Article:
Maybe you want to be there when the kids get home from school, are looking to cut day care costs and with gas prices hovering around $3.50 a gallon, who wouldn't want to conference call in their jammies. Many workers would like to work from home, but don't know how to approach the subject with their boss. Here are a few tips to help make your case. 

Benefit Your Boss - Yes, there are many benefits to you staying home, including saving gas money and saving on a dry cleaning bill, but what's in it for your work place? You need to lay it out for your boss why you working from home would be good for your work place. Coauthor of the book, Undress for Success: The Naked Truth About Making Money From Home, Kate Lister says that there are so many interruptions at work during the day, "it takes an average of 30 minutes following an interruption to get your head back in the game. At home, there are significantly fewer distractions." She adds that studies also show that workers spend an average of 60 percent of the workday away from the office, so we're working remotely already.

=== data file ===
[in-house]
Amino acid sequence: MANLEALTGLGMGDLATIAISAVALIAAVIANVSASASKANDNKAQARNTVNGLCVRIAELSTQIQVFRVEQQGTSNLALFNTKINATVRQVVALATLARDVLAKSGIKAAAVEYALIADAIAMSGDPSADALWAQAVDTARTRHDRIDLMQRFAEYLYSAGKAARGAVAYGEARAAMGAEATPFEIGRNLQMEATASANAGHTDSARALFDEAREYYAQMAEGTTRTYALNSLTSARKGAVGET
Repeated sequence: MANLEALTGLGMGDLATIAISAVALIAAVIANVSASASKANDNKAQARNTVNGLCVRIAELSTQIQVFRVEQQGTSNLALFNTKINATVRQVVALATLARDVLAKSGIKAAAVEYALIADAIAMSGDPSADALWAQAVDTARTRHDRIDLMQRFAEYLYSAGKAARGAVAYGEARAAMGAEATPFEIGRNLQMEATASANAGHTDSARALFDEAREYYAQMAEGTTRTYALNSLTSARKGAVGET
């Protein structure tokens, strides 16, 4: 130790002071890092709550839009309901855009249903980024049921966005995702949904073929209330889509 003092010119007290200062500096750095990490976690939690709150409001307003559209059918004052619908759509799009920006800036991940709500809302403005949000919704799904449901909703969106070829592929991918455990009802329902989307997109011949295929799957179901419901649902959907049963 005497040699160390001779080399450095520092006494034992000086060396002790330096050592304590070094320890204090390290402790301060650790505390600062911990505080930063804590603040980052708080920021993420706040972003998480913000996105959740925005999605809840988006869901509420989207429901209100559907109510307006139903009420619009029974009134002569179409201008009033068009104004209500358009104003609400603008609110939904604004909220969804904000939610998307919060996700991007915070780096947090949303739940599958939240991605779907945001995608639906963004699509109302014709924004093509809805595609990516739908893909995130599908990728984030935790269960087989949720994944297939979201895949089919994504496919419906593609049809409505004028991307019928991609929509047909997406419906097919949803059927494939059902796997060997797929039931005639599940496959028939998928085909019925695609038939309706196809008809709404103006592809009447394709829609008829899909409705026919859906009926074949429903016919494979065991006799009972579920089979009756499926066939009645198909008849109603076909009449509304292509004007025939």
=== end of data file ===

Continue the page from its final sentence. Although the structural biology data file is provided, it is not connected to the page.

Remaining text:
Set Parameters - When you're writing out your pitch, use specifics. Say you want to work from home three days per week. Kate that's the "sweet spot" for most industries. You can get work done at home and put in the necessary "face time" at the office. She also suggests a trial period. Two months is a reasonable amount of time to see if telecommuting works and set a list of goals with your boss before the trial period and review them at the end to make sure that you've met or exceeded expectations. That way, if the boss isn't satisfied, you give them an out.

Make Yourself Available - Make sure you let everyone (boss, coworkers, clients) know that even though you are working from home, you are still available. Give them your cell, land line (if you still have one), instant messaging, and email address. Now that you've made yourself available, it's imperative that you respond to all work related communication. Even text messages. That way, if your boss was hesitant to allow you to work from home will be pleasantly surprised at how responsive you will be. Kate says that this is not a shock. "This is a good gig for employees and they don't want to screw it up."

According to a new survey from Harris Interactive of 23 hundred American adults, over one third of them would log off of Facebook for good if they could work from home. Others say they would divorce their spouse, ditch their smart phone, forgo a raise and give up showering if they could work from home. What would you give up?

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